An obsidian amulet of Egyptian origin has been unearthed in the Roman-era remains of the ancient city of Amastris in northern Turkey. It was discovered in a Roman structure built out of marble in the 2nd century A.D. The amulet is the only artifact recovered from the structure.
The amulet is a pyramidal stamp seal with a square base. it is two centimeters (.78 inches) high with (.35 inches). The sides are carved with letters in demotic script. The base is incised with a figure of the Egyptian god Bes.
Bes was unusual in the ancient Egyptian pantheon because images of him appear in private homes, not just in religious and funerary contexts. He was the protector of the household, warding off evil spirits and paying particular attention to pregnant women and children. Much like an apotropaic figure from Greek mythology, the gorgoneion or head of Medusa, Bes was depicted facing forward with a fierce expression, mouth open and tongue out. This too makes him unusual among his peers in the pantheon as Egyptian deities were mostly depicted in profile.
The presence of Bes and the demotic inscriptions identify the object as a talisman carried to protect the owner from any and all manner of ills.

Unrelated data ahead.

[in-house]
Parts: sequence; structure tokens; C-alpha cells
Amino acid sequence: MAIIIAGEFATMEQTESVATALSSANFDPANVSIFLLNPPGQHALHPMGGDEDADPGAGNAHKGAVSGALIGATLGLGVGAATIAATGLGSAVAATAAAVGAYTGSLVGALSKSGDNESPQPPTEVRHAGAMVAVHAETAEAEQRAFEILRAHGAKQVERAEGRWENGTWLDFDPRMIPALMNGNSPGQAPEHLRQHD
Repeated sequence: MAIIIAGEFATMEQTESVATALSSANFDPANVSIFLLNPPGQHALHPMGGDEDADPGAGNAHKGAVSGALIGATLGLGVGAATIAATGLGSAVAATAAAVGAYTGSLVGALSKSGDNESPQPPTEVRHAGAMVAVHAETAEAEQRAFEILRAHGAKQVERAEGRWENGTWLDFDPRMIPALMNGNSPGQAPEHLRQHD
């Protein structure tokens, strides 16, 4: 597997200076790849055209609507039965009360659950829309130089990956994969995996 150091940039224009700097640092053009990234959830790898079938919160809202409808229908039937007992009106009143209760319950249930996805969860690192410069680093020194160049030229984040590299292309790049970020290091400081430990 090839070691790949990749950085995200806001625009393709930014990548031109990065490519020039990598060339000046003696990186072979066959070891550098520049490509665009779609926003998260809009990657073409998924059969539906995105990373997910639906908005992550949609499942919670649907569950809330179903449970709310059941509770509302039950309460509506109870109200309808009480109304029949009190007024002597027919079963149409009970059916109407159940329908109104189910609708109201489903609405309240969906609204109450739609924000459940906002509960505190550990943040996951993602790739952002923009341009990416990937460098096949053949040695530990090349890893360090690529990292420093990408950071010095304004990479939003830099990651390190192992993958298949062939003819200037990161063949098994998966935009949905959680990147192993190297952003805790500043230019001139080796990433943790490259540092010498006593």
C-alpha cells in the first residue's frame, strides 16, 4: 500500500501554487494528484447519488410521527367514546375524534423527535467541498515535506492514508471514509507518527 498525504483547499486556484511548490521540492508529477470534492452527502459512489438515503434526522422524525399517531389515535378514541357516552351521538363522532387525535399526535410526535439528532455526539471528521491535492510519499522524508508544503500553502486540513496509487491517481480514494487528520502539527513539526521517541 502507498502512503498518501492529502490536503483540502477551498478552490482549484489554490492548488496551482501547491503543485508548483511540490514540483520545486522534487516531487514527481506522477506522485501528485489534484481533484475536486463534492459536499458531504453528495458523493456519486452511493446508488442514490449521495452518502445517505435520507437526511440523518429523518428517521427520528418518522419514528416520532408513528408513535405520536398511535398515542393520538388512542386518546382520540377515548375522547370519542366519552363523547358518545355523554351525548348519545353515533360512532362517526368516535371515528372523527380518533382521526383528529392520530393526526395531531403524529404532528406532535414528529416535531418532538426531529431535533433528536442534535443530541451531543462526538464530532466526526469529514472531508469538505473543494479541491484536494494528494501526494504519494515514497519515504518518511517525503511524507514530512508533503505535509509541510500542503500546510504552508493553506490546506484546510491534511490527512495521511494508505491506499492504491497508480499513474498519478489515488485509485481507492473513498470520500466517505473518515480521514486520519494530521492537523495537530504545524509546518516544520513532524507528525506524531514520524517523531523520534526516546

“We see that there is a figure depicting the god Bes, whom we know from the Egyptian religion, depicted with incised lines at the base of the work. On the upper part of the work, we see that there are letter characters and talismanic words from the ancient Egyptian religion called demotic. The letter characters on the work probably represent this meaning of protection. As a kind of talismanic object, we can define it as an object that a person wears to be protected from evil and diseases or in whatever sense he wants to be protected. We can say that it is the only example of its kind found from the Roman layer in Anatolia during excavations,” [Associate professor Fatma Bağdatlı Çam, head of the Archeology Department of the Faculty of Literature at Bartın University] said.
Çam stated that the discovery of the artifact is an important and exciting development for archaeologists.
“We will investigate what this seal means and whether the person wearing it is a priest, a religious official, or whether someone carries it for health and safety purposes. Perhaps we will find out whether a soldier in the legion brought it here (after) his mission in the east.”